• HopCat, Grand Rapids. Light Side Of The Sun, an American style Pale. Brewed with not only the thought having fun in the sun on a beach, but also of American patriotism: flying on the back of a bald eagle with a flag for a cape while dodging enemy bombs and missiles in the name of freedom. Pretty much a perfect fit.
  • Latitude 42 Brewing Co., Portage. Lil’ Sunshine Golden Ale (4.8% ABV | 22 IBUs). The perfect introduction to craft beer, this brilliant colored ale tastes crisp and clean with a well-balanced malt profile blended with a subtle floral hopping that is sure to refresh during the dog days of summer.
  • Latitude 42 Brewing Co., Portage. Beach Cruiser (4.5% ABV | 27 IBUs). This cloudy refreshing ale is brewed with German hops and organic wheat malt to provide a thirst quenching experience with citrus and floral notes. This unfiltered American wheat is served with a slice of lemon.
  • Lexington Brewing Company, Lexington. Beach Babe (5.1% ABV | 25 IBUs). Beach Babe is a Kölsch beer: clean, crisp with soft malt and hop character.
  • New Holland Brewing Co., Holland. Sundog (4.5% ABV | 33 IBUs). Double suns, aka sundogs, have inspired artists and philosophers for centuries. This amber ale pays tribute with toasty caramel tones and a nutty finish.
  • Ore Dock Brewing, Marquette. Bum’s Beach Wheat (5.8% ABV | 25 IBUs). The carefully crafted companion to a freshwater summer, this American wheat longs for lazy days that turn into night and back again. Pale Wheat and Pilsner malts lay out their crisp yet creamy rays of ripe citrus through a hazy shade of south shore sun.
  • Right Brain Brewery, Traverse City. Strawberry Fields (5.5% ABV | 12 IBUs). Extracts are for sissies. We use real ingredients at Right Brain Beer, and Strawberry Fields is no exception. This cream ale is brewed with real Michigan strawberries, but don’t expect to taste fruity hard candy in your beer. The natural tart flavor of the strawberries compliment bready malt characteristics, leaving one with a sensation similar to that of Strawberry Shortcake in a glass.
  • Rochester Mills Beer Co., Rochester Lazy Daze Lager (5.25% ABV |18 IBUs). With this easy-drinking German-style lager, there’s no need to buy imports. This clear-filtered brew boasts a rich amber color and medium bodied flavor – from a combination of Munich malt for a subtle sweetness and German hops.
  • Saugatuck Brewing Co., Douglas. Oval Beach Blonde (5.0% ABV | 10.5 IBUs). This is an easy drinking light ale, with subtle malt flavors and aroma perfectly paired with a well-balanced body. Oval Beach Blonde is a great everyday pint and a perfect gateway into the world of craft beer for the newer craft beer drinker.
  • Short’s Brewing Company, Bellaire & Elk Rapids. Local’s (4.0% ABV | 6 IBUs). Local’s is a light, yet very tasty lager. The light pilsen malt creates a soft and subtle flavor profile that finishes crisp and clean on your palate. Local’s is a perfect beer for the seasoned craft brew enthusiast and someone new to microbrews.
  • Stormcloud Brewing Company, Frankfort. The Beach Buddha (8.0% ABV | 100 IBUs). This Imperial IPA is for enlightened hopheads.
  • ThumbCoast Brewing Co., Port Huron. Skinny Dipper Golden Ale (5.8% ABV | 20 IBUs). A brilliant golden colored brew that is nicely balanced and very approachable. We called Skinny Dipper because it’s a bare bones beer, not too malty or hoppy. Perfect for lounging on the beach of Lake Huron.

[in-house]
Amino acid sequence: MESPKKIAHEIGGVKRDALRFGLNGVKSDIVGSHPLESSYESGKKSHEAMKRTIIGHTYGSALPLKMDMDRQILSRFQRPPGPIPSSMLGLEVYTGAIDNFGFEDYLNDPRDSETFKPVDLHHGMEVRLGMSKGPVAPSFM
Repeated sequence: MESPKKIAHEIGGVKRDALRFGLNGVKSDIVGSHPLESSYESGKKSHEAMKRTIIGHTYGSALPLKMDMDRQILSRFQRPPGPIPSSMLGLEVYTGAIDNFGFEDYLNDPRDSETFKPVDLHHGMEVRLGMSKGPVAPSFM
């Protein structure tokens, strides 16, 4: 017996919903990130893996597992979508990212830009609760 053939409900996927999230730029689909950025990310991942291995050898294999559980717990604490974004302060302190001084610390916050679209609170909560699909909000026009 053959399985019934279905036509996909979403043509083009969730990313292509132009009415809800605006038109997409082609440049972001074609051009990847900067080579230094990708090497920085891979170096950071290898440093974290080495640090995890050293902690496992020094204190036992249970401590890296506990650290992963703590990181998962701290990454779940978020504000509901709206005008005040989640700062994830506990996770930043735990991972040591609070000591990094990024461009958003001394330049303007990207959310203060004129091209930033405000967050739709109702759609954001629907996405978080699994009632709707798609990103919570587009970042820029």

• Tri-City Brewing, Bay City. Loons Summer Ale (4.8% ABV | 21 IBUs). Loons Summer Ale is a smooth, refreshing blonde ale brewed from 100% malted barley and Nobel hops. By the lake, at the cottage, or in the backyard, this beer is the perfect complement to any summer day around the Great Lakes.
  • Wolverine State Brewing Co., Ann Arbor. Five Shores Blonde Lager (4.5% ABV | 36 IBUs). This beer is Michigan summer in a glass. It’s a sunny, pale golden Blonde Common built on a foundation of Canadian Pils and pale malt, and citrussy hop notes burst forth on the nose and palate with woodsy Northern Brewer adding some warmth. It was dry-hopped on Michigan-grown Cascade hops, resulting in one delicious wave of flavor. A portion of the proceeds from the sale of Five Shores Blonde Lager goes towards the Alliance for the Great Lakes to help them further their mission to protect, preserve, and sustain the Great Lakes. (Five Shores = Five Great Lakes!).
  • Wolverine State Brewing Co., Ann Arbor. Verano Mexican-style Amber Lager (4.1% ABV | 15 IBUs). Wolverine’s signature summer beer. Medium-gold in color, hopped with subtle Hallertau Mittelfruh hops, and made with crisp Vienna malt, Verano practically pushes you out the door and onto the beach. Best enjoyed with a slice of lime. Salud!

The Michigan Brewers Guild was formed in 1997 and held its first festival in July 1998. Today, the Guild hosts four festivals dedicated exclusively to Michigan craft beer produced by its nearly 150 member breweries.

Michigan’s thriving brewing industry conservatively contributes more than $144 million in wages with a total economic contribution of more than $277 million. In terms of overall number breweries, microbreweries and brewpubs, Michigan ranks #5 in the nation – thus supporting its claim as “The Great Beer State.”

The Michigan Brewers Guild is the network of innovative and passionate brewers that serves as the recognized advocate for the Michigan craft beer industry. The mission of the Michigan Brewers Guild is to promote and protect the Michigan craft beer industry with an overarching goal to help craft beer acquire 20% of the market by 2025. Michigan ranks #5 in the nation – thus supporting its claim as “The Great Beer State”.

www.MiBeer.com | www.facebook.com/MichiganBrewersGuild | www.twitter.com/MiBrewersGuild

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Our mailing address: Michigan Brewers Guild • 225 W Washtenaw, Suite C • Lansing, MI 48933